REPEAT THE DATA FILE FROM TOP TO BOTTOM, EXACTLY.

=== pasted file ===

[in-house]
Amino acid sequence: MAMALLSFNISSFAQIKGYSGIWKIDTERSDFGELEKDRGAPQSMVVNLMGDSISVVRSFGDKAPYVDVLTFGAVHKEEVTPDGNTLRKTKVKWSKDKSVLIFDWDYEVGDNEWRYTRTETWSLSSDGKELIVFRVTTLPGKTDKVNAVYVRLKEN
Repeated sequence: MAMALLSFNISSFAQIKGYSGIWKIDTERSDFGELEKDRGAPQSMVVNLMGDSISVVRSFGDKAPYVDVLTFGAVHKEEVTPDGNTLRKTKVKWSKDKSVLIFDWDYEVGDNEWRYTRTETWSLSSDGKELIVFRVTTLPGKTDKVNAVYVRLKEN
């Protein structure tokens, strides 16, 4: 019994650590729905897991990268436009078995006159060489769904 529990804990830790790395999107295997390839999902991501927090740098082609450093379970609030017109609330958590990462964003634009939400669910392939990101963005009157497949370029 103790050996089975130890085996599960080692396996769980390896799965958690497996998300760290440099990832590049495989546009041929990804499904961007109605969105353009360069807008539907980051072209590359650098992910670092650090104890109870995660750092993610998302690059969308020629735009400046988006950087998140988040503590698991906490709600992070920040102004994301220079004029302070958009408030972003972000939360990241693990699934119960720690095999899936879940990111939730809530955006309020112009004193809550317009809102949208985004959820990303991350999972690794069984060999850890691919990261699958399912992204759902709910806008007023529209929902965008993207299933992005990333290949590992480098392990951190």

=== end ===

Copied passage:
[in-house]
Amino acid sequence: MAMALLSFNISSFAQIKGYSGIWKIDTERSDFGELEKDRGAPQSMVVNLMGDSISVVRSFGDKAPYVDVLTFGAVHKEEVTPDGNTLRKTKVKWSKDKSVLIFDWDYEVGDNEWRYTRTETWSLSSDGKELIVFRVTTLPGKTDKVNAVYVRLKEN
Repeated sequence: MAMALLSFNISSFAQIKGYSGIWKIDTERSDFGELEKDRGAPQSMVVNLMGDSISVVRSFGDKAPYVDVLTFGAVHKEEVTPDGNTLRKTKVKWSKDKSVLIFDWDYEVGDNEWRYTRTETWSLSSDGKELIVFRVTTLPGKTDKVNAVYVRLKEN
């Protein structure tokens, strides 16, 4: 019994650590729905897991990268436009078995006159060489769904 529990804990830790790395999107295997390839999902991501927090740098082609450093379970609030017109609330958590990462964003634009939400669910392939990101963005009157497949370029 103790050996089975130890085996599960080692396996769980390896799965958690497996998300760290440099990832590049495989546009041929990804499904961007109605969105353009360069807008539907980051072209590359650098992910670092650090104890109870995660750092993610998302690059969308020629735009400046988006950087998140988040503590698991906490709600992070920040102004994301220079004029302070958009408030972003972000939360990241693990699934119960720690095999899936879940990111939730809530955006309020112009004193809550317009809102949208985004959820990303991350999972690794069984060999850890691919990261699958399912992204759902709910806008007023529209929902965008993207299933992005990333290949590992480098392990951190």